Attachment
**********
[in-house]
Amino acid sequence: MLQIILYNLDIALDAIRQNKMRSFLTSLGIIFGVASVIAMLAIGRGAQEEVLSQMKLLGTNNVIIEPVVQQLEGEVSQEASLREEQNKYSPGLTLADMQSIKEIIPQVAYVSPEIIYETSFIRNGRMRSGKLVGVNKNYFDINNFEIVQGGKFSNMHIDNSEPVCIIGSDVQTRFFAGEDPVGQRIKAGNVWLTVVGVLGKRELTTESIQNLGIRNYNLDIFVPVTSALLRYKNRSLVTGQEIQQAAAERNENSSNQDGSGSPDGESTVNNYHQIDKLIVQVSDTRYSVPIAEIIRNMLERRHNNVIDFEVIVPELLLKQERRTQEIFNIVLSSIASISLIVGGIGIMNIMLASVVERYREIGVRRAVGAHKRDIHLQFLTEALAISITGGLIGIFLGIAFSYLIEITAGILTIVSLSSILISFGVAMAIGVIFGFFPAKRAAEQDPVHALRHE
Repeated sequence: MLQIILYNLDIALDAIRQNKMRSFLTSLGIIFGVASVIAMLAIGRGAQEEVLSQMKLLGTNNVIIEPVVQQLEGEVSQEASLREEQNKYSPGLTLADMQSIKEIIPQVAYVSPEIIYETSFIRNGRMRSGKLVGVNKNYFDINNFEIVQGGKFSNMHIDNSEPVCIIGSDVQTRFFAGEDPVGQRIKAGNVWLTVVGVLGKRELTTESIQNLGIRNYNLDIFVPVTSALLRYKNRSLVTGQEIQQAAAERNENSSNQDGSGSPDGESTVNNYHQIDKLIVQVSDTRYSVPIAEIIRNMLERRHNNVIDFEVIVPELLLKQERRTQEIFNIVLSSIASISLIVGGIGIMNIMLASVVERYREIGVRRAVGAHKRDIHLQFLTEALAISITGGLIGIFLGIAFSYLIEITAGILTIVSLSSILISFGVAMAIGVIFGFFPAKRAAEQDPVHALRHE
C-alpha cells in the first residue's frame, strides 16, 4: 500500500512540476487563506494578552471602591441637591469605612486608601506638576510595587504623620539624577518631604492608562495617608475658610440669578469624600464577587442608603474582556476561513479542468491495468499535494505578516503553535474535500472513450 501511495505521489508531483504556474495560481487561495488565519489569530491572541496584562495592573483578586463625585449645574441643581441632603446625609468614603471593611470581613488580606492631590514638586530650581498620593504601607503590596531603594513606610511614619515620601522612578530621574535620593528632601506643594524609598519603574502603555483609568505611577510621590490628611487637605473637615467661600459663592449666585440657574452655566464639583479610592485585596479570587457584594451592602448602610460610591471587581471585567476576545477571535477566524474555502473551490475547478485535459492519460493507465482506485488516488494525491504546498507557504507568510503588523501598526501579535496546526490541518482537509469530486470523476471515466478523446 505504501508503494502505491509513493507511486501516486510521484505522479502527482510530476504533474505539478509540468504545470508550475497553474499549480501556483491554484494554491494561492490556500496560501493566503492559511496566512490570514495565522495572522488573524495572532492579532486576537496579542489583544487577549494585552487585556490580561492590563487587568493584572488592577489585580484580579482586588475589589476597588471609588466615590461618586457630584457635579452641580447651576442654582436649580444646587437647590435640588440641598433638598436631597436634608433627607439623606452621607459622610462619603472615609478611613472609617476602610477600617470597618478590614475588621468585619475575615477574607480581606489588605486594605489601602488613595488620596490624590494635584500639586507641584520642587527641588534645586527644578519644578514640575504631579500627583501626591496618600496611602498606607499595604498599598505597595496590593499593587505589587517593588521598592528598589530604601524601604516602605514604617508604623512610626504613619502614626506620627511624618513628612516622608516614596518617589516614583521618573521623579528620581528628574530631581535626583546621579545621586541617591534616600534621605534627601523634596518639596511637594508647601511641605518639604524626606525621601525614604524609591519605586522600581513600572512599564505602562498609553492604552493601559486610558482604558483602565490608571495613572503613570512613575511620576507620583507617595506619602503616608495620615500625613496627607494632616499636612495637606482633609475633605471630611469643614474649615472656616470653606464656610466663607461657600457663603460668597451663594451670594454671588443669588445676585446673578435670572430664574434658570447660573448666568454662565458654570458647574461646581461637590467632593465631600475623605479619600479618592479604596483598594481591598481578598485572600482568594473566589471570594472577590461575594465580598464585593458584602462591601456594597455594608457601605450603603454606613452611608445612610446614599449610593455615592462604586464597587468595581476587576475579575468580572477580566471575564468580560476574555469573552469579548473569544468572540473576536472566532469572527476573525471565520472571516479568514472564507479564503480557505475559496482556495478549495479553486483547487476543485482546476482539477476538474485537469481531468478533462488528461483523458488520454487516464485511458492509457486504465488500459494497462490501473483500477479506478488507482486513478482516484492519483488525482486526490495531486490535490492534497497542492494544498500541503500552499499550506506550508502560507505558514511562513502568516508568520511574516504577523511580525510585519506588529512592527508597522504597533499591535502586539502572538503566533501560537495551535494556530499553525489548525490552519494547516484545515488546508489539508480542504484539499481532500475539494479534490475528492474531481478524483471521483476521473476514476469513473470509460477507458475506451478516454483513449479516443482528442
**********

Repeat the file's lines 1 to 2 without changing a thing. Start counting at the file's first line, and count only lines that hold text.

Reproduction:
[in-house]
Amino acid sequence: MLQIILYNLDIALDAIRQNKMRSFLTSLGIIFGVASVIAMLAIGRGAQEEVLSQMKLLGTNNVIIEPVVQQLEGEVSQEASLREEQNKYSPGLTLADMQSIKEIIPQVAYVSPEIIYETSFIRNGRMRSGKLVGVNKNYFDINNFEIVQGGKFSNMHIDNSEPVCIIGSDVQTRFFAGEDPVGQRIKAGNVWLTVVGVLGKRELTTESIQNLGIRNYNLDIFVPVTSALLRYKNRSLVTGQEIQQAAAERNENSSNQDGSGSPDGESTVNNYHQIDKLIVQVSDTRYSVPIAEIIRNMLERRHNNVIDFEVIVPELLLKQERRTQEIFNIVLSSIASISLIVGGIGIMNIMLASVVERYREIGVRRAVGAHKRDIHLQFLTEALAISITGGLIGIFLGIAFSYLIEITAGILTIVSLSSILISFGVAMAIGVIFGFFPAKRAAEQDPVHALRHE